It is extremely competitive at the top schools, which is another reason why these programs do not offer a sure-fire path into IB.

For example, the admissions rate at MIT appears to be ~10%; at Princeton, it’s closer to 5%.

These programs aren’t as competitive as Ph.D. programs with ~1% admission rates, but they’re also far tougher than community colleges with ~80% acceptance rates.

So, your GMAT or GRE scores must be high, your personal essays must be great, and you must have glowing recommendations and interview performances.

It goes back to the point I made in the beginning: Master’s programs are appropriate if you became interested in IB too late to get the required internships, but they aren’t a panacea.

We don’t do admissions consulting here, but a few application tips include:

  • Show That You Can Win Job Offers – These programs, especially the ones with smaller class sizes, care a lot about placement stats, so they’re more likely to admit someone who has front-office (or even middle-office) finance experience than someone who is coming in as a total career changer.

If you haven’t had full-time work experience, play up your internships and finance-related coursework. You need to give the impression that you could have won a front-office finance job if you had applied for one.

  • Show That You’re a Real Human Being – Have at least one solid interest outside of work and academics. It’s the same as responding to the “Walk me through your resume” question, and your interests, or lack thereof, will come across in admissions interviews.
  • Show That You Can Bring Something Unique to the School – For example, some programs are more research-oriented, so if you have published research, emphasize it (even if you have no intention of pursuing a D.).

What to Do When You’re There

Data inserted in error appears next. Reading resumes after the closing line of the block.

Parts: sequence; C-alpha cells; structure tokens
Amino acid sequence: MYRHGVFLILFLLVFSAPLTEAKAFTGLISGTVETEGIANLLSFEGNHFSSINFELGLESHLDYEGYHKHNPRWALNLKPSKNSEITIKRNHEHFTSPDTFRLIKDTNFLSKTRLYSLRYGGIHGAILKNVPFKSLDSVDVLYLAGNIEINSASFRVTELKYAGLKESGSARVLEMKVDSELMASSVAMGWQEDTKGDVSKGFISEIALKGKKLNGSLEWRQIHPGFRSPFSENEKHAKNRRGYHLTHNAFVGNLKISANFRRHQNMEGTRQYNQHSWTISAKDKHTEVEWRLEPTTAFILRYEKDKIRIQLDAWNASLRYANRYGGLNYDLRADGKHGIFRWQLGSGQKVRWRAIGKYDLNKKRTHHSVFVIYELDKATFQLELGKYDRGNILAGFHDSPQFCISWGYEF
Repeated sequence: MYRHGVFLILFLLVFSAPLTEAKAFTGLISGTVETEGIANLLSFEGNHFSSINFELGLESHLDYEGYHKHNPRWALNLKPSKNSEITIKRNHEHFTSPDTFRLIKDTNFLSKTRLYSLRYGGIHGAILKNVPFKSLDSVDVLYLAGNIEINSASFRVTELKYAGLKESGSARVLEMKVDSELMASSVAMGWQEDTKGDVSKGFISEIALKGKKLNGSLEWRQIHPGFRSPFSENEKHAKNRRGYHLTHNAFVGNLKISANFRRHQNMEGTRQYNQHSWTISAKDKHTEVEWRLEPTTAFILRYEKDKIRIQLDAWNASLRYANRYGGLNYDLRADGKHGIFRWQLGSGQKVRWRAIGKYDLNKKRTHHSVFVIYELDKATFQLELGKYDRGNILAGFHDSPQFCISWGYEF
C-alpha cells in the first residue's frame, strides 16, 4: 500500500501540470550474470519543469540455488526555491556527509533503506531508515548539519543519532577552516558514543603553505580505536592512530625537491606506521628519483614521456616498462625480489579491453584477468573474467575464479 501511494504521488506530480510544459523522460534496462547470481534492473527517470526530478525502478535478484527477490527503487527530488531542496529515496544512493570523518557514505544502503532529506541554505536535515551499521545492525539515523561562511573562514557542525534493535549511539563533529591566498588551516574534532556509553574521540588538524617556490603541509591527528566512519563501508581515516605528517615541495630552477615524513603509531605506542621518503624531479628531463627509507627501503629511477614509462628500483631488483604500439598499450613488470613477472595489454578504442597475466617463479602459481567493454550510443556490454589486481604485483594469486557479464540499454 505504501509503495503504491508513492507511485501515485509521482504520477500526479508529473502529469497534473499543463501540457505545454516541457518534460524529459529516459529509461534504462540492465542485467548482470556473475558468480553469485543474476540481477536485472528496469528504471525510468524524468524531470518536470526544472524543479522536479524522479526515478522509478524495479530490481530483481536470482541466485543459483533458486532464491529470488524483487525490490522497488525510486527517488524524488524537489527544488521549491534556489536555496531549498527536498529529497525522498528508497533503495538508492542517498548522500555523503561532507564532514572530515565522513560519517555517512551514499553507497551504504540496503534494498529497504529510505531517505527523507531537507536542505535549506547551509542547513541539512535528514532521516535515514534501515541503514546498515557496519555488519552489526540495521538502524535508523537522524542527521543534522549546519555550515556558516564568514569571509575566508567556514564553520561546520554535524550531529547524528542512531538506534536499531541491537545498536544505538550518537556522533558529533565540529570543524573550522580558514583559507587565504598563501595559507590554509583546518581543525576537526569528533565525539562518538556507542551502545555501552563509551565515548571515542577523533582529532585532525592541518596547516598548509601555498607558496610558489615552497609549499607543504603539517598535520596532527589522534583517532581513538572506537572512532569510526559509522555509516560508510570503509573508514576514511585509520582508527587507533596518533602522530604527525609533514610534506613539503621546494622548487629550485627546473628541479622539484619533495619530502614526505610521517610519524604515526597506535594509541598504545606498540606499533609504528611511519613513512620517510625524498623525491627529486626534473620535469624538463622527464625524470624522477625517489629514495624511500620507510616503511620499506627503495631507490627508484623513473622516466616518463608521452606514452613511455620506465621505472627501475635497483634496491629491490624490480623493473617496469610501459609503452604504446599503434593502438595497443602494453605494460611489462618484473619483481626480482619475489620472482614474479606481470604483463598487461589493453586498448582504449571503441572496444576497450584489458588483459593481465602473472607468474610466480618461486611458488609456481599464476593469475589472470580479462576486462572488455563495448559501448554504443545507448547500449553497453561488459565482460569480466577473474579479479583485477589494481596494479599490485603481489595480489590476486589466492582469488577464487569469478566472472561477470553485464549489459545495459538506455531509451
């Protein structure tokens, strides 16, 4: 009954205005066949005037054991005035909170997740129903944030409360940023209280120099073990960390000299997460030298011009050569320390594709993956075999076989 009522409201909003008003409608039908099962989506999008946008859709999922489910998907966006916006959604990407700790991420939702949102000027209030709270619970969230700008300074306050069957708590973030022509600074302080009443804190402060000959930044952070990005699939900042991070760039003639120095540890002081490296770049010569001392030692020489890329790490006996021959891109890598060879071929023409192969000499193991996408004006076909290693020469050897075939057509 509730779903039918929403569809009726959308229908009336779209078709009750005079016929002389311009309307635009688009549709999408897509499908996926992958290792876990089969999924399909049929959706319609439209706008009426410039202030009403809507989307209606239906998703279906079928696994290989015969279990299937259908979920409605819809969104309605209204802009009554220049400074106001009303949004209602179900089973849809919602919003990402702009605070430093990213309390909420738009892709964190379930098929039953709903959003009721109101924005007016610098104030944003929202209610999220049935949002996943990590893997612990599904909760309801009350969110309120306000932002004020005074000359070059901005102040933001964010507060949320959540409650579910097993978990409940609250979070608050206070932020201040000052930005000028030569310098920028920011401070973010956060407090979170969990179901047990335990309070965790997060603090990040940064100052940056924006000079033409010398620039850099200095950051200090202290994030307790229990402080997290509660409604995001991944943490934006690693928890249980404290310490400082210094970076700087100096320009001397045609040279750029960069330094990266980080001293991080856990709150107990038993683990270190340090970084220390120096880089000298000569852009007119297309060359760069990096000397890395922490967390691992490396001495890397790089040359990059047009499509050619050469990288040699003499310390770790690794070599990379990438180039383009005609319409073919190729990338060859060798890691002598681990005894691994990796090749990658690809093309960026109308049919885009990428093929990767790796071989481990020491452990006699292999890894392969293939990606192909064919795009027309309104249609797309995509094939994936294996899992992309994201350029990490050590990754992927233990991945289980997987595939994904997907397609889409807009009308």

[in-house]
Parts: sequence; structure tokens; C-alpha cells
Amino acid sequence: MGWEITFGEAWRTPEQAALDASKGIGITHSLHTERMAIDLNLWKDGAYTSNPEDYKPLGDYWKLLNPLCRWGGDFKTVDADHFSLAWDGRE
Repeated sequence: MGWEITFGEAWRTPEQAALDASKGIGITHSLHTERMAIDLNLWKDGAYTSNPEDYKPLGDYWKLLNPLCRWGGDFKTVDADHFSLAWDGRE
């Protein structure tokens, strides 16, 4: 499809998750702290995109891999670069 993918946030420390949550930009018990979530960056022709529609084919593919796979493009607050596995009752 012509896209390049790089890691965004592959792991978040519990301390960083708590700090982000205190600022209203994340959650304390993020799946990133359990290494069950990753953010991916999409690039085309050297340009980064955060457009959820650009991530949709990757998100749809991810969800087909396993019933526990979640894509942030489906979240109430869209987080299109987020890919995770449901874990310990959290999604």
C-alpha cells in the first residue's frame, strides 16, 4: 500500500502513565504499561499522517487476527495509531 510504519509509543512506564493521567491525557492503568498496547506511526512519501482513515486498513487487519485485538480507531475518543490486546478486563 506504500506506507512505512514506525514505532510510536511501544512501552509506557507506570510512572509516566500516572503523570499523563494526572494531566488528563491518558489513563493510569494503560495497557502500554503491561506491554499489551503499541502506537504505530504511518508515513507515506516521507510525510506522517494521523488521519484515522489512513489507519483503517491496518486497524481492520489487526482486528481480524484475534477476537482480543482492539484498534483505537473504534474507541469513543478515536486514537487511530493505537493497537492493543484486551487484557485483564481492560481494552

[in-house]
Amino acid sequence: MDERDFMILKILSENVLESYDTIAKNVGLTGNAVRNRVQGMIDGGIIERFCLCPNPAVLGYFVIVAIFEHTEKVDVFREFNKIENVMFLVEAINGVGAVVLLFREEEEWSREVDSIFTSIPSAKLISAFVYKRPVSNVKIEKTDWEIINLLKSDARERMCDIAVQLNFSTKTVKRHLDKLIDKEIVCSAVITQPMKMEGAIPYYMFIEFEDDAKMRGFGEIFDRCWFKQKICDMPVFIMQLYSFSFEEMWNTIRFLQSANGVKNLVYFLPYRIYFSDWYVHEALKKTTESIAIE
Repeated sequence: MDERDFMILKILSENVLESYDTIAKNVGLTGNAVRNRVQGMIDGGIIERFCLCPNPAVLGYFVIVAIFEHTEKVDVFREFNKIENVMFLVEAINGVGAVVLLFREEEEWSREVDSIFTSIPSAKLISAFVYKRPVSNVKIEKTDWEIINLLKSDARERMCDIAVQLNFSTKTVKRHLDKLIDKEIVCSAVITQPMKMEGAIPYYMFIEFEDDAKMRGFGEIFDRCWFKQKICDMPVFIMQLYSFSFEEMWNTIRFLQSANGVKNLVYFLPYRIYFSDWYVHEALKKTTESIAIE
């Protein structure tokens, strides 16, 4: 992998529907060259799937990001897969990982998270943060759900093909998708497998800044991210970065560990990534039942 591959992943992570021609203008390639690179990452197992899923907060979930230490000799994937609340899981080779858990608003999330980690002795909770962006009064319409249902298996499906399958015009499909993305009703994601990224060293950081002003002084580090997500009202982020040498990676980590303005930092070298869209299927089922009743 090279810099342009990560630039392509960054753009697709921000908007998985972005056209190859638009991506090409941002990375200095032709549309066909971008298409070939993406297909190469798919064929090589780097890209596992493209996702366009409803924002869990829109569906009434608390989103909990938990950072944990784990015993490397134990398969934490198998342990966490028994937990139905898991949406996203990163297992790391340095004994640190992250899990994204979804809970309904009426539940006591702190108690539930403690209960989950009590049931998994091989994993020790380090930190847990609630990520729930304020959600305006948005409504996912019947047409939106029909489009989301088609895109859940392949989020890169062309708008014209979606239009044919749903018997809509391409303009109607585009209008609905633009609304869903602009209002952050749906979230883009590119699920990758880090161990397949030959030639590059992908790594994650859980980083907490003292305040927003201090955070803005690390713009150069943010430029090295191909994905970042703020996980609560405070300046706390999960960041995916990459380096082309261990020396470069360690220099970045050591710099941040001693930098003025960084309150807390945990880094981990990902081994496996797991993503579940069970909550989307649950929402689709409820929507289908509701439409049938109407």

Much of the advice in our MBA-level IB recruiting articles applies here as well:

  • Get Internship Experience ASAP – Many of these MSF programs are full-time, so you’ll have to go for part-time, school-year internships. You should try to take time off before the program to complete a “pre-MSF internship” as well, especially if you’re making a big change.
  • And Maintain Reasonably Good Grades – Now you have two sets of grades, and they both have to be reasonably good.

As with MBA programs, the notion that you can “reinvent yourself” in MSF programs is completely false: You have to prepare for recruiting long before you set foot on campus.


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Master’s Programs: The Ultimate Second Chance?

If you use a Master’s in Finance program correctly, you won’t have to try and try again because you’ll win the offer you want the first time around.

But that only works if you’re the right candidate for MSF programs and you approach the entire process correctly.

Get any of that wrong, and you’ll be back in the “try and try again” camp for a long time to come.

M&I - Brian

About the Author

Brian DeChesare is the Founder of Mergers & Inquisitions and Breaking Into Wall Street. In his spare time, he enjoys memorizing obscure Excel functions, editing resumes, obsessing over TV shows, traveling like a drug dealer, and defeating Sauron.

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  1. Hi Brian,

    I am a third-year Bachelor of Business Administration student in studying in Belgium’s top university(not a target university for Finance). I have high grades (Cum Laude, equivalent to 2:1). I have done an Equity Research internship in Egypt’s biggest investment bank and I am currently working as a Private Equity intern in a search fund here in Belgium. over the next summer, I want to improve my chances of being accepted into a top MsF in London. My options for summer are :
    1-a summer course in LSE (Statistical Methods in Risk Management) and an Investment banking internship in the aforementioned bank in Egypt.
    2- a Business Development Internship in a growing tech company in the Netherlands.

    What do you think would serve my purpose more? Do you think me having only a 2:1 grade equivalent could obstruct my chances of being accepted?